Dwight David Eisenhower (1890 – 1969)

Dwight D. Eisenhower speaks with American paratroopers of the 502nd Parachute Infantry Regiment, 101st Airborne Division on the evening of June 5, 1944.
Dwight D. Eisenhower speaks with American paratroopers of the 502nd Parachute Infantry Regiment, 101st Airborne Division on the evening of June 5, 1944.

American military leader, whose great popularity as Allied supreme commander during World War II secured him election as the 34th president of the United States (1953-61).

Early Life

Born in Denison, Texas, on October 14, 1890, Eisenhower grew up on a small farm in Abilene, Kansas. His devout and industrious parents, David and Ida, raised six sons. Interested in sports and history, young Dwight went to West Point for the free education. Eisenhower was commissioned an infantry officer upon graduation in 1915 and married Mamie Doud the following year. They had two sons, one of whom died in childhood. Eisenhower did not see combat duty during World War I, but he was decorated and promoted to lieutenant colonel for his administrative skills in commanding a tank corps training center. In the interwar years, he was recognized as a promising leader at the Command and General Staff school and served as an industrial mobilization planner and as aide to the army chief of staff and later military adviser to the Philippines, General Douglas MacArthur

Service in World War II

During training exercises in 1940-41, Eisenhower won praise in several army staff positions, culminating in that of chief of staff of the Third Army; at the same time he was promoted to brigadier general. Called to the War Department as a Philippines expert a few days after the attacks on Pearl Harbor and the Philippines, he won further promotion to major general and was named chief of the newly organized Operations Division of the General Staff three months later. By this time the army’s top planner, he then prepared plans for the European theater of operations, and in June 1942 he was given command of U.S. forces in Europe by Army Chief of Staff George C. Marshall. Subsequently as Allied commander in the invasions of North Africa, Sicily, and Italy, he demonstrated outstanding skill in forging the allies into an effective fighting force and managing the large-scale operations.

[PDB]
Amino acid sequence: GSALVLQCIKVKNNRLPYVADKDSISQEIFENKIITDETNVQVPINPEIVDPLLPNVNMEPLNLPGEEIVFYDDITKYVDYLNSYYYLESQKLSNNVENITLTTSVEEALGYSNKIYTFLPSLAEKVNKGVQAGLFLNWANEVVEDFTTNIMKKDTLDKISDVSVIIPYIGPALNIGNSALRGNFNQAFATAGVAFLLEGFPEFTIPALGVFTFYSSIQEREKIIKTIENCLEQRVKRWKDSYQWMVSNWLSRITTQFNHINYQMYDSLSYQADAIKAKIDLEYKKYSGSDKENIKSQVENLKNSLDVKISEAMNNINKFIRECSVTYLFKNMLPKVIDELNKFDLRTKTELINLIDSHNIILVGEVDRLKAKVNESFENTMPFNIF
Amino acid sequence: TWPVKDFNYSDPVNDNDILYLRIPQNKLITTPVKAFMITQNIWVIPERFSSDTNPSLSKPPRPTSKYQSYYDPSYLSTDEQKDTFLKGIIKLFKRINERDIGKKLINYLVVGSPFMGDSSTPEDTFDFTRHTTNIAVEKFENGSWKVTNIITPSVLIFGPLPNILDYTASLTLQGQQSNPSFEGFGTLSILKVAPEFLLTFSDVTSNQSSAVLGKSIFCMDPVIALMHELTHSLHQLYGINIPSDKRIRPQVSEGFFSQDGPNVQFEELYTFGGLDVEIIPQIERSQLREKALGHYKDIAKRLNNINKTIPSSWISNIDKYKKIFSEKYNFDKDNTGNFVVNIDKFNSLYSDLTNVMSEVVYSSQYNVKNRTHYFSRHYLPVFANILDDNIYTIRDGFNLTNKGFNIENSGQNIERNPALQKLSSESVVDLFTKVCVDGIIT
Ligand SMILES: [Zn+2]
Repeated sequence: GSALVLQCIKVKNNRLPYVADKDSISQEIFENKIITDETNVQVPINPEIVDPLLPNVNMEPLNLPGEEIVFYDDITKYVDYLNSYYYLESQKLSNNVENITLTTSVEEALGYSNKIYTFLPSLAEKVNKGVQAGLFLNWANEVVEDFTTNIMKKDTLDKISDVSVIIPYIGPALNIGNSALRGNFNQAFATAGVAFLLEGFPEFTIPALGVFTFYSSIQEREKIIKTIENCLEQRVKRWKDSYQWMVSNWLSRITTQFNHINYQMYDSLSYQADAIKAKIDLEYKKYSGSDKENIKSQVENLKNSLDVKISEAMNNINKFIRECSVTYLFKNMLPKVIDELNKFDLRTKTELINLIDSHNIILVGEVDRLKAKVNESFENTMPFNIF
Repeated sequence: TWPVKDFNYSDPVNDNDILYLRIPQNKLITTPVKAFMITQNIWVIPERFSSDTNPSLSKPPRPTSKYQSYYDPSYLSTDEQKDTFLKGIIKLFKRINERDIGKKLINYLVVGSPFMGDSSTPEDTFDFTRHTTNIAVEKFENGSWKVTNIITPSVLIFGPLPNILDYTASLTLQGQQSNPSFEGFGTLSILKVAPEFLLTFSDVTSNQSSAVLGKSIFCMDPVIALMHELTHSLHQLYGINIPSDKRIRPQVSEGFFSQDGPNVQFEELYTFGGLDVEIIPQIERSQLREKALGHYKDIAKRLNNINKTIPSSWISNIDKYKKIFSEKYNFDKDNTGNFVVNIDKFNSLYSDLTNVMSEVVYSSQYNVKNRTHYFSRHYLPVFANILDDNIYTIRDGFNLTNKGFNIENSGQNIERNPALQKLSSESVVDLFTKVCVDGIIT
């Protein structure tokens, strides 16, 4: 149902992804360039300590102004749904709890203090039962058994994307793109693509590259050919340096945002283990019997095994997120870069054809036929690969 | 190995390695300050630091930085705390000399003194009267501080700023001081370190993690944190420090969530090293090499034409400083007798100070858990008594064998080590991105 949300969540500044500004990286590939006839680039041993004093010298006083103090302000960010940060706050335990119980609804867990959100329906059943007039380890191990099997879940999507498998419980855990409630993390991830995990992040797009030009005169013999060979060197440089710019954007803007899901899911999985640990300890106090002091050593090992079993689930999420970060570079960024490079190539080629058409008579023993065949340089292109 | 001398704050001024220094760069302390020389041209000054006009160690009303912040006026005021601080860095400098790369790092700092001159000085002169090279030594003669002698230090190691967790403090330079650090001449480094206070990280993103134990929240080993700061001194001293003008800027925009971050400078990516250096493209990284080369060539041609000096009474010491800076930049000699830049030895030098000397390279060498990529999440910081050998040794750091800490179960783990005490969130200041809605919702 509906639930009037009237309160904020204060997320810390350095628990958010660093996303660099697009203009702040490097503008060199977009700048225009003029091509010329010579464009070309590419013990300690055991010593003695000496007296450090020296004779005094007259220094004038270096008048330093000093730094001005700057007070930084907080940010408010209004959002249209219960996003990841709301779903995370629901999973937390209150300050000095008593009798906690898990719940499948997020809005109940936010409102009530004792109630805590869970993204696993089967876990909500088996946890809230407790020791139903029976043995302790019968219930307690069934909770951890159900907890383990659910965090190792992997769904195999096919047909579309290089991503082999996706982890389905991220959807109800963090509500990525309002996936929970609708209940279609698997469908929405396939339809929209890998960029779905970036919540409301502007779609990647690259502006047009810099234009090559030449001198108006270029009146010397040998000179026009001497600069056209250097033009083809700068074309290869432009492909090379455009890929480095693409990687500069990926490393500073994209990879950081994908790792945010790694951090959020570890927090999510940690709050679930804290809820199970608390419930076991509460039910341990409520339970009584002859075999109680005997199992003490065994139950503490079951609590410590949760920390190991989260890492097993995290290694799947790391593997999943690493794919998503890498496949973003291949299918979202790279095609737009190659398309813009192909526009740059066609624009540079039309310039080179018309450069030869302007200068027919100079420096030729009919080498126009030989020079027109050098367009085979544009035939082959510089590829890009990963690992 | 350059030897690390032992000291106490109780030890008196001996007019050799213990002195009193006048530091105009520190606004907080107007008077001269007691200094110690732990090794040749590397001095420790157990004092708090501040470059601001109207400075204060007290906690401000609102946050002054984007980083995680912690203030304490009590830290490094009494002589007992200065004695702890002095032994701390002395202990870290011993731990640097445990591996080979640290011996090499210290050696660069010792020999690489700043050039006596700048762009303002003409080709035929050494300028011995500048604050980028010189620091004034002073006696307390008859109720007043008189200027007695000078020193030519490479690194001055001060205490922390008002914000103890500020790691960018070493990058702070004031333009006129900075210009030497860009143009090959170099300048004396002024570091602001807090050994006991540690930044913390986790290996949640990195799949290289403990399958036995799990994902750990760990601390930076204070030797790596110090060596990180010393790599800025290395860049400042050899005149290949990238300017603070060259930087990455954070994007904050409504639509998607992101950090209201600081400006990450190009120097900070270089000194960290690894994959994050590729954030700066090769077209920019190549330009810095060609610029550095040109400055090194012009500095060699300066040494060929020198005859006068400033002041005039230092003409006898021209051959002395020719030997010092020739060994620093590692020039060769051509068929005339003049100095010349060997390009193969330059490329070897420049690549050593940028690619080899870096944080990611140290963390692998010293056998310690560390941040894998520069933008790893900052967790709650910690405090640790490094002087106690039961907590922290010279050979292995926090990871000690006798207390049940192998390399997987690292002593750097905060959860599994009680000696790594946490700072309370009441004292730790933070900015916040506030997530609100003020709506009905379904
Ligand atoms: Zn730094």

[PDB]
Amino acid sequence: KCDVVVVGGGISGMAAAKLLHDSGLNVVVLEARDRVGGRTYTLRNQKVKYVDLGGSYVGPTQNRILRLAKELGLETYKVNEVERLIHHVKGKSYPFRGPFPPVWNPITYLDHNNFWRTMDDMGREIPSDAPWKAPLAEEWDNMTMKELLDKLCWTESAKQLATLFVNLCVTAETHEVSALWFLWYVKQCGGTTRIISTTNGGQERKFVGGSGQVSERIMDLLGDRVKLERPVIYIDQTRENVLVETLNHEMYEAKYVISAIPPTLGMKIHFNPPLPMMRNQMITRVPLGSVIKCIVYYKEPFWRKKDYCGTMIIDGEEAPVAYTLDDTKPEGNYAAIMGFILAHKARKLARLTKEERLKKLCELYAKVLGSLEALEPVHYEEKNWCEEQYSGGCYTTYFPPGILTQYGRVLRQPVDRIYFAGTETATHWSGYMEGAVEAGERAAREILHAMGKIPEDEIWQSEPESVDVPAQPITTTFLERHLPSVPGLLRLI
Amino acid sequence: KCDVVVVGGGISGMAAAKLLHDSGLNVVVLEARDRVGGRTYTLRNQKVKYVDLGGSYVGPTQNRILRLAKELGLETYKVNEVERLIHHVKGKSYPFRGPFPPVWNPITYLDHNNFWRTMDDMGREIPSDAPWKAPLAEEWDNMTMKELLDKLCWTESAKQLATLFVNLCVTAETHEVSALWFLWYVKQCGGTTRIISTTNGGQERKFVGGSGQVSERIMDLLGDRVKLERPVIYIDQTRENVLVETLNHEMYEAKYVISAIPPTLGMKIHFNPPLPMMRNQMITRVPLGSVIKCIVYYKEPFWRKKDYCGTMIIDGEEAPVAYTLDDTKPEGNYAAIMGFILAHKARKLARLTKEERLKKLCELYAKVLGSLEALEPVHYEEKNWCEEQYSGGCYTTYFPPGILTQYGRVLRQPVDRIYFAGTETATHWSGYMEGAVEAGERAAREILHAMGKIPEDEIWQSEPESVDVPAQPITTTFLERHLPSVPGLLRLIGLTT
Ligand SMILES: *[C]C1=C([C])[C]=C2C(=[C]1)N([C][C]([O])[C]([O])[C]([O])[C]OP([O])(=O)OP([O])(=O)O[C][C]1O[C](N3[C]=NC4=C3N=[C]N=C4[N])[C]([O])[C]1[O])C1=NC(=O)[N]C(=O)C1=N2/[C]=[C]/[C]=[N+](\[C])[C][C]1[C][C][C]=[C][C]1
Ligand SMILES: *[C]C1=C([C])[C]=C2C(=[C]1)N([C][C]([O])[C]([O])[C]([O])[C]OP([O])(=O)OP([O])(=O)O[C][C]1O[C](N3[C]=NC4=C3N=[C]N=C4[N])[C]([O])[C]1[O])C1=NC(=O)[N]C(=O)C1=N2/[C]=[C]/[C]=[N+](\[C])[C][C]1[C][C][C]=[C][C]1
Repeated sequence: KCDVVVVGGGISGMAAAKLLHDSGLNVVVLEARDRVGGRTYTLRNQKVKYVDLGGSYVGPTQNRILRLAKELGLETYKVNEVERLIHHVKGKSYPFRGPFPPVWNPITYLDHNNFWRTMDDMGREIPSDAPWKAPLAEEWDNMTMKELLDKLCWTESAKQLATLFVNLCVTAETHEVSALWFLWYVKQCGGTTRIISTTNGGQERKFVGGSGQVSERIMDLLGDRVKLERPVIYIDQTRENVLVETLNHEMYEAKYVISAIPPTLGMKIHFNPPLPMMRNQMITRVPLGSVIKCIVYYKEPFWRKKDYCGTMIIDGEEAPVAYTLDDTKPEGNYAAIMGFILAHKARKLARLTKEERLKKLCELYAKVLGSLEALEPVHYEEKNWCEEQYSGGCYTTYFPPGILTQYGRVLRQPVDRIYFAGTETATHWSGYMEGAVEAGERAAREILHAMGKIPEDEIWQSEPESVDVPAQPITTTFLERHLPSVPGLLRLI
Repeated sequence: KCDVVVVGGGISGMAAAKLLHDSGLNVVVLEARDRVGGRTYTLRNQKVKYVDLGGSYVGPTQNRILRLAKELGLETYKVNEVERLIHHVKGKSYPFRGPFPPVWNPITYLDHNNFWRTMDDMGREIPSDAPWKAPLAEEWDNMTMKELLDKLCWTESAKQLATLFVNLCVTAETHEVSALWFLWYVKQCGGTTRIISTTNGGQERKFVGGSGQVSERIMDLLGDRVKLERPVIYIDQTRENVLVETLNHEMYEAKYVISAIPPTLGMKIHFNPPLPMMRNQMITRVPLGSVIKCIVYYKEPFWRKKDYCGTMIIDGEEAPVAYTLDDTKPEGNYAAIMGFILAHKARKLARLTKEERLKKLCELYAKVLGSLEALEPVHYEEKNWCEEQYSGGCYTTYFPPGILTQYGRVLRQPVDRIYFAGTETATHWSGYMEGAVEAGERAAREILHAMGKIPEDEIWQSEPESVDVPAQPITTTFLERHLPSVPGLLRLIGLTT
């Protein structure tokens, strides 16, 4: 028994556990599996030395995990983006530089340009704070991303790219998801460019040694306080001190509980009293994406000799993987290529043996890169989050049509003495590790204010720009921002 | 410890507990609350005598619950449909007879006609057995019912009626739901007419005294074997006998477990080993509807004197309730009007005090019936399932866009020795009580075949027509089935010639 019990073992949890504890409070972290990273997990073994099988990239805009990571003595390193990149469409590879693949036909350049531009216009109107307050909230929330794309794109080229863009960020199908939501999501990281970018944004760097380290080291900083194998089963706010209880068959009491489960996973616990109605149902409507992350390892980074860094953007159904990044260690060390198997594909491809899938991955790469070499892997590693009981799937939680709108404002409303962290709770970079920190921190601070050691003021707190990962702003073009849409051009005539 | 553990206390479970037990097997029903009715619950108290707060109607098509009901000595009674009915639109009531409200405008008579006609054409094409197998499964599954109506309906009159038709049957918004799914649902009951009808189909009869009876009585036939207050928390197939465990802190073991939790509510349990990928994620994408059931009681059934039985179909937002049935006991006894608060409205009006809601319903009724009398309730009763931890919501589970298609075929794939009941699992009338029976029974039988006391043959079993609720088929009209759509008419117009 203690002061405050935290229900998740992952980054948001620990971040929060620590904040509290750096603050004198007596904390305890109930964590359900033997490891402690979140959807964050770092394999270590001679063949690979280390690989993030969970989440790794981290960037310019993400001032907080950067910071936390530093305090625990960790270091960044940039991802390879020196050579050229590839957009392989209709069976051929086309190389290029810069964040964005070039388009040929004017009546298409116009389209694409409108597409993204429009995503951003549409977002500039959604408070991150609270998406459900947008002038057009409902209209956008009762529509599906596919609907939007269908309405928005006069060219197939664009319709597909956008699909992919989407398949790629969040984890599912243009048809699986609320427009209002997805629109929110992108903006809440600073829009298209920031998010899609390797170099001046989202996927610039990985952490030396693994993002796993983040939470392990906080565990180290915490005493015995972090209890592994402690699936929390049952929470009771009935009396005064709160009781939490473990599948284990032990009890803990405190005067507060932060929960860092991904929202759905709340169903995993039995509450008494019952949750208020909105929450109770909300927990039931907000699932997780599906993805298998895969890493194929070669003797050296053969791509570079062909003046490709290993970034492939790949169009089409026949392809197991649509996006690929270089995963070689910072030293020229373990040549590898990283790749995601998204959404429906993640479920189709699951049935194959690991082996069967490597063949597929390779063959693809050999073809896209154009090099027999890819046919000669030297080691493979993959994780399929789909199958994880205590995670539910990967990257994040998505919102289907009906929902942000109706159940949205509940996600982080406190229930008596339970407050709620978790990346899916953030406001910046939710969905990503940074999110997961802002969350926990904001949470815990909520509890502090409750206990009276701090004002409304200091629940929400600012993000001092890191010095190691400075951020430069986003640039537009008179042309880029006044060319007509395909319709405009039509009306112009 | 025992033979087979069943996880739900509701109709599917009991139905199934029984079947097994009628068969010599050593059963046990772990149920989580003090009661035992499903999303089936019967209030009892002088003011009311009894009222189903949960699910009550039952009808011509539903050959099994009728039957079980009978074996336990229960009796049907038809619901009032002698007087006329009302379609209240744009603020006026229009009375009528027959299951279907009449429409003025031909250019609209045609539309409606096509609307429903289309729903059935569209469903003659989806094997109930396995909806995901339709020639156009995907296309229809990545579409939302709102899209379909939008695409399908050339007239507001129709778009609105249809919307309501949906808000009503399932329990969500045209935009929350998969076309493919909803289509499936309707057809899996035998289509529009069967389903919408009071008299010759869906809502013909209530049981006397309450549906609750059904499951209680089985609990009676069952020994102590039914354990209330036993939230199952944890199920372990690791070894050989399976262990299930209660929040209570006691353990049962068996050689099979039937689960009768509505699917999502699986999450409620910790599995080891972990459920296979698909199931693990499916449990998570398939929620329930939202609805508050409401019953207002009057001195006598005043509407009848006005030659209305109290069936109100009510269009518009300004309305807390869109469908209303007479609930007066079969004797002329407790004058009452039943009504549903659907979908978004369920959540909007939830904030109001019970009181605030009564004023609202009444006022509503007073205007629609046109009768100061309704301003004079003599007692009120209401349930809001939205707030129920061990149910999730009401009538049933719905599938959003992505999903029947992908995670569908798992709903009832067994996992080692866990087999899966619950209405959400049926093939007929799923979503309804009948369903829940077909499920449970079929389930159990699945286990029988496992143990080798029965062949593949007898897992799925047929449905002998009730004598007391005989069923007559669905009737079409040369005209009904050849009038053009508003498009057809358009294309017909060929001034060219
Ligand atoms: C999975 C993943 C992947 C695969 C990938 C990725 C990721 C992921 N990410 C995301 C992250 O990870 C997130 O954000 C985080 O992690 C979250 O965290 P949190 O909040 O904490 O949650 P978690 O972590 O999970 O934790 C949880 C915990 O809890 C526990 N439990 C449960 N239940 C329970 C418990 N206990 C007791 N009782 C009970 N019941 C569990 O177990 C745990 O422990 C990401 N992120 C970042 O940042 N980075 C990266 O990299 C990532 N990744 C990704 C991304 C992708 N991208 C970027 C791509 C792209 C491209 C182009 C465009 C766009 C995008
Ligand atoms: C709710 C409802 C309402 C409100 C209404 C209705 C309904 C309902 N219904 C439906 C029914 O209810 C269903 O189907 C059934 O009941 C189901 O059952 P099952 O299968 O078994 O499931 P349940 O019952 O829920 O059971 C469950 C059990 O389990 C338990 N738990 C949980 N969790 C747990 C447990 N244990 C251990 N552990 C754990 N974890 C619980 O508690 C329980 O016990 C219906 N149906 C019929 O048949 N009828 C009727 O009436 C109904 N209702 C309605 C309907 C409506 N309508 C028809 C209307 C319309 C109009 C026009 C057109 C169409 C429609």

Appointed supreme commander of the Allied Expeditionary Force for the invasion of France, Eisenhower, by then a full general, began his new assignment in January 1944. In the months prior to the invasion, on June 6, 1944, he supervised the preparation of air, sea, and land forces and all other strategic planning and made the crucial decision on the date of the assault. During the fighting that ensued until the end of the war in Europe, Eisenhower, who became General of the Army in December 1944, had the overall responsibility of strategic and administrative control of an Allied force that eventually numbered more than 4,500,000. Because it was strategically safer and logistically sounder, Eisenhower employed a broad-front strategy, requiring all his armies to advance more or less simultaneously. This caused disagreement with the British commander, Field Marshal Bernard Montgomery, who favored the risky single-thrust theory of concentrating the attack in one area. As supreme commander, Eisenhower prevailed, skillfully using his knowledge and experience combined with charm and tact to achieve success in his task, which involved not only fighting the Germans but also dealing with sometimes difficult allies and troublesome subordinates.

In the fall of 1945, Eisenhower became army chief of staff. During his tenure in that office—slightly more than two years—he had the dual role of demobilizing the wartime army while maintaining a suitable defense force. Although he accepted the presidency of Columbia University in 1948, he still served as a military adviser, and, some three years later, he returned to Europe as supreme commander for the North Atlantic Treaty Organization.